BFilmFan
BFilmFan

Six Sigma is an engineering methodology created by marketing graduates and is nothing less than an elaborate confidence trick. Of 58 large companies that have announced Six Sigma programs, 91 percent have trailed the S&P 500 since that date. General Motors and Ford's Six Sigma process adoption didn't save them from having massive issues with product quality. While 3.4 defects per million opportunities might work well for certain products/processes, it might not be ideal or cost-effective for others.The calculation of defect rates for situations where the normal distribution model does not apply is not properly addressed in the current Six Sigma literature. Sorry, but this article does not elaborate the many well known and documented failures of Six Sigma. Rebuttal witnesses: Tennant, Geoff (2001). SIX SIGMA: SPC and TQM in Manufacturing and Services. Gower Publishing, Ltd.. pp. 25. ISBN 0566083744. http://books.google.com/books?id=O6276jidG3IC&printsec=frontcover#PPA25,M1. Wheeler, Donald J. (2004). The Six Sigma Practitioner's Guide to Data Analysis. SPC Press. p. 307. ISBN 9780945320623. http://online.wsj.com/article/SB116787666577566679.html http://money.cnn.com/2006/07/10/magazines/fortune/rule4.fortune/index.htm http://www.businessweek.com/magazine/content/07_24/b4038406.htm?chan=top+news_top+news+index_best+of+bw http://everything2.com/title/Six+Sigma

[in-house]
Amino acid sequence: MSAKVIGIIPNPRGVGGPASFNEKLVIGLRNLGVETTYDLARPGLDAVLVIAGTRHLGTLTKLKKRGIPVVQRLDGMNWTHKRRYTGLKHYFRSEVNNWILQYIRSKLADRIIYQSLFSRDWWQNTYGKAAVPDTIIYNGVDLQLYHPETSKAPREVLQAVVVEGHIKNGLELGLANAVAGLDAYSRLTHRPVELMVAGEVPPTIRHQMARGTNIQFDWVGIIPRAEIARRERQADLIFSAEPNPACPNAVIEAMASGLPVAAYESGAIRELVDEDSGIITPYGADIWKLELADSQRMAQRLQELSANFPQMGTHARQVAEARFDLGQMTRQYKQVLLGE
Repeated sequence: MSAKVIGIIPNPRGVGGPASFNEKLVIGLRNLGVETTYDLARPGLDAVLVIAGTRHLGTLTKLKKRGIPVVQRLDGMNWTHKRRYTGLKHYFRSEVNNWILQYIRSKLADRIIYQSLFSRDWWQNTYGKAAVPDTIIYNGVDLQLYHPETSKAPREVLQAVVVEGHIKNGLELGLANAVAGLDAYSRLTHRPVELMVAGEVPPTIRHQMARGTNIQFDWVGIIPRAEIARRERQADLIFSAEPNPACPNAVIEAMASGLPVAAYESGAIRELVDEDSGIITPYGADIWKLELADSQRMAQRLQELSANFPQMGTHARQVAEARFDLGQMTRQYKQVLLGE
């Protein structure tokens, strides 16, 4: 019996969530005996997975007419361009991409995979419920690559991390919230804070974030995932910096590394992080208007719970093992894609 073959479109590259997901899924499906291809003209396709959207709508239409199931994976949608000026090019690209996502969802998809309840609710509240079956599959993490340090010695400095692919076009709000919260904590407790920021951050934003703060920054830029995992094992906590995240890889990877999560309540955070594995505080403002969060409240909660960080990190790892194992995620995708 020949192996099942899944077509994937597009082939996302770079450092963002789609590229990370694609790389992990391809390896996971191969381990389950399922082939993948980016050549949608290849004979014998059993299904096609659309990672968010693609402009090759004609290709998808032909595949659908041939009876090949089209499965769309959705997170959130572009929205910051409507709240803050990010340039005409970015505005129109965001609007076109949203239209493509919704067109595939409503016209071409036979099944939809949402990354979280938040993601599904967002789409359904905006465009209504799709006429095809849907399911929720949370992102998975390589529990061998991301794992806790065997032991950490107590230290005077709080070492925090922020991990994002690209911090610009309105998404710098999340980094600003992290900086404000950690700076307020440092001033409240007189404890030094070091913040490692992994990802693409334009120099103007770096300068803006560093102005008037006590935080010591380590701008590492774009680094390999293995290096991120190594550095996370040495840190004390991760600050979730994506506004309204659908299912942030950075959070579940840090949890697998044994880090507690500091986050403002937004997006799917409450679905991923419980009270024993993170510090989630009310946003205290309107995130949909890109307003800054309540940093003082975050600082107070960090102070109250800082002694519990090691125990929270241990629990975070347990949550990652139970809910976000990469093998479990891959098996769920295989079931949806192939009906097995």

spkd
spkd

Do you think that Six Sigma can be applied in a legal firm? Does anyone have any experience or knowledge of actual cases where the Six Sigma philosophy (methodology) has been used to improve efficiency in a law firm?

JamesRL
JamesRL

I was hired into a contract position on Process engineering team at a bank before my current employer. They made good use of the Six Sigma tools, but then they had the authority and the brains to do what they needed to do, and the same can't be said for every organization. Its a tool folks, like a hammer. You can't put a $100 hammer in the hands of an idiot and expect him to make a cabinet or a house. There wasn't much radically new in the toolset of Six Sigma either, I'd already learned how to do fishbone (Ishikawa) diagrams and process charts from previous experience. It just brought things together in a rational framework. The problem isn't in the principles of Six Sigma, or TQM or any of the other methodologies before it. Its in the idiots who latch on to these techniques as the magic wand that can be used to trasnform their company. I'm more from the continuous improvement side of life. Keep making small easily managed improvements, and over time the company will change. James

lodestone
lodestone

Measurement does not quality make. Six Sigma is essentially a complicated measurement process. It does little to address the real problem with quality. The article hit it early on: it's MANAGEMENT. Management is responsible for quality; if managers lack the nads to enforce the quality requirements, they won't be met. That's the primary reason why I skipped Six Sigma when I was a quality manager: too complicated for something that doesn't address the real problem. Crosby had this figured out before Deming even hit the scene so I chose to follow his advice. Ultimately, any quality endeavor will fail if it is relegated to the quality office and not embraced by everyone, managers foremost. --Allen